The Egghead Gap
Science and technology support innovation, economic growth, and military might, making them central pillars of geopolitical competition. For the last three decades, the United States has been mostly unchallenged in its role as the world’s leader in scientific and technological research. But in recent years the country has come to face an explicit challenger in China.
As the United States seeks to shore up weaknesses and ensure leadership for this century, we must recognize the key role that global talent plays in driving progress on the frontier, our country’s long history of recruiting this talent, and how to fully leverage this advantage with a more proactive approach.
Our German Scientists
Why some countries stay at the cutting edge of science and emerging technologies is a complex question, the topic of countless books and historical studies. But one crucial factor is the sheer number of smart, talented people they have.
Like any other industry, research requires physical capital and infrastructure: powerful computers to store and analyze data, state-of-the-art research labs with expensive equipment, a capable manufacturing industrial base. But to some extent these are all second-order consequences of technological and scientific advancement. Creating the next generation of microprocessors, making breakthroughs in computer-vision algorithms, building the most efficient solar panel, or developing the highest-performance rocket launch system requires the most brilliant minds in those fields working together, usually in a closely connected intellectual community.
Put differently, superstar talent is the most precious resource in the process of producing innovation. The cost of capital is at an all-time low for governments, so plowing billions into the development of physical infrastructure is not in principle prohibitive. But the world’s geniuses are inherently scarce, and so their choice of where to live and work is critical. The advantage to a country that attracts geniuses compounds over time, as clusters form around them — talent attracts more talent — which helps all the individuals and firms in such clusters become more productive than they would be in isolation.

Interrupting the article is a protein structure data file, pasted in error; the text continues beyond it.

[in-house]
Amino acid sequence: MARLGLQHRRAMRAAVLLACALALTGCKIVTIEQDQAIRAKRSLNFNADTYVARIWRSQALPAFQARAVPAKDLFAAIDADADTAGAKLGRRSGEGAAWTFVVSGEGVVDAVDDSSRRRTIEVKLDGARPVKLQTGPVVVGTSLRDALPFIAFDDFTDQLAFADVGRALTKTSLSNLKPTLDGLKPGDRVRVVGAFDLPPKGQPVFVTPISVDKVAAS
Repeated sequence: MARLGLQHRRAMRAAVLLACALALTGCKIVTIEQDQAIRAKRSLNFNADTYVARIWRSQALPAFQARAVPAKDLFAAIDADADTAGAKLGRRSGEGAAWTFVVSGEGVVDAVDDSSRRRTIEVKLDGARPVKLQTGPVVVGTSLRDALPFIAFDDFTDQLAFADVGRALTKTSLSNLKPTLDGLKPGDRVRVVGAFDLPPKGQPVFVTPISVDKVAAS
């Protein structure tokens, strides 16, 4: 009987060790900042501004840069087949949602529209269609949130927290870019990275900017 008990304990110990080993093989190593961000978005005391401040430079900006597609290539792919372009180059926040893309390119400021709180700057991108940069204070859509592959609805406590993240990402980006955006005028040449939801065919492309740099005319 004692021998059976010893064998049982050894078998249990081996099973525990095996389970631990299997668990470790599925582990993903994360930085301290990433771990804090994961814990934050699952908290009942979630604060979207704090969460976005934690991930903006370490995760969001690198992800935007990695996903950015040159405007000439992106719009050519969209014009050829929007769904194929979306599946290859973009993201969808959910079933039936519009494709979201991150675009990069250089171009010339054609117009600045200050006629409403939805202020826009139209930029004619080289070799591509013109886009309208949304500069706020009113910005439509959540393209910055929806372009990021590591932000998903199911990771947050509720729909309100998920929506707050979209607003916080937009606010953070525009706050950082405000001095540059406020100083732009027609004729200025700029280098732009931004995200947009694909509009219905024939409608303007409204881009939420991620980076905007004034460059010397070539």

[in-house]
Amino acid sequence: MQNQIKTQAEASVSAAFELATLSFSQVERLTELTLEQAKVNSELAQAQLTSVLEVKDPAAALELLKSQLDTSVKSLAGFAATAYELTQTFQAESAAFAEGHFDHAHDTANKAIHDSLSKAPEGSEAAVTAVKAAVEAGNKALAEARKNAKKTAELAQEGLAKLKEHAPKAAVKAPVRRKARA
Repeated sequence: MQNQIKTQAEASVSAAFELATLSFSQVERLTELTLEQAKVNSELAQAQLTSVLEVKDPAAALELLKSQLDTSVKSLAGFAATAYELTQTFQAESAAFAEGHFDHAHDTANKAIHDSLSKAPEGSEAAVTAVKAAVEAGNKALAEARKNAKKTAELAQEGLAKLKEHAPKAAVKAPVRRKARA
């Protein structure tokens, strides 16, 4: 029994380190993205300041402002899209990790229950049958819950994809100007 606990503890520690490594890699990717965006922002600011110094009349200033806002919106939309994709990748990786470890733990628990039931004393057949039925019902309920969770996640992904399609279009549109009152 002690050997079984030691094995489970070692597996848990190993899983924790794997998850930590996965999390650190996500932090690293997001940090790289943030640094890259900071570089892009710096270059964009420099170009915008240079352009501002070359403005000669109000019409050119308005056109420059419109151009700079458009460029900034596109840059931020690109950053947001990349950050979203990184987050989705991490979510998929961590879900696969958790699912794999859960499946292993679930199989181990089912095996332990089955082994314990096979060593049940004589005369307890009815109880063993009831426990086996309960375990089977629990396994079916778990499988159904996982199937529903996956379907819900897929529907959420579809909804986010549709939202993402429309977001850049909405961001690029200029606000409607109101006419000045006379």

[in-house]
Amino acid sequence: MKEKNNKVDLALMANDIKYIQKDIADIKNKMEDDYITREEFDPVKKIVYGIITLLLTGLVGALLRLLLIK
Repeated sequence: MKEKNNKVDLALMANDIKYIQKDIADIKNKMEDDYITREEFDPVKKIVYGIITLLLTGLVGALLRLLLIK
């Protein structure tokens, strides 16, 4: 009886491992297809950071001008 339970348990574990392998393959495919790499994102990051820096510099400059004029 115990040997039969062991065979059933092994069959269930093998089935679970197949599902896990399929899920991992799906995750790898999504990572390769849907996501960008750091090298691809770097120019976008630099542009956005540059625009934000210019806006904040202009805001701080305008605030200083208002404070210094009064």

Historically, competition over top talent has been a major component of conflict between great powers, and has been especially important for the United States. In many ways, the twentieth century is a story of how America rose to technological and scientific heights by recruiting and integrating the top minds of its rivals. In 1900, the United States was considered a bit of an intellectual backwater, with the strongest scientific work happening in Europe. German research universities in particular were the envy of intellectuals in America and around the world. But between 1930 and 1960, the United States received a massive injection of scientific talent from Germany and Austria, arguably the largest intellectual transfer of the modern era.
This talent transfer happened in a few waves. The first came in the 1930s with the Nazi persecution of Jews and political dissidents, who were dismissed from university posts and fled. According to the German economist Fabian Waldinger, this group included 15 percent of German physicists, whose publications accounted for 64 percent of German physics citations. The Institute for Advanced Study at Princeton University took it upon itself to actively recruit these academics and help them find positions in the United States. Some of them — intellectual superstars like Edward Teller, John von Neumann, Leo Szilard, and Albert Einstein — made the Manhattan Project possible. Describing the importance of these scientists to the Allied war effort, Churchill’s military secretary Sir Ian Jacob is said to have remarked that the Allies won “because our German scientists were better than their German scientists.”
The migration of these luminaries to the United States also improved the productivity of the native-born American scientific community. A 2014 paper on the impact of this wave of talent examined chemical patents as a case study and found that the influx of German émigrés led to a 31 percent increase in patents filed by American inventors.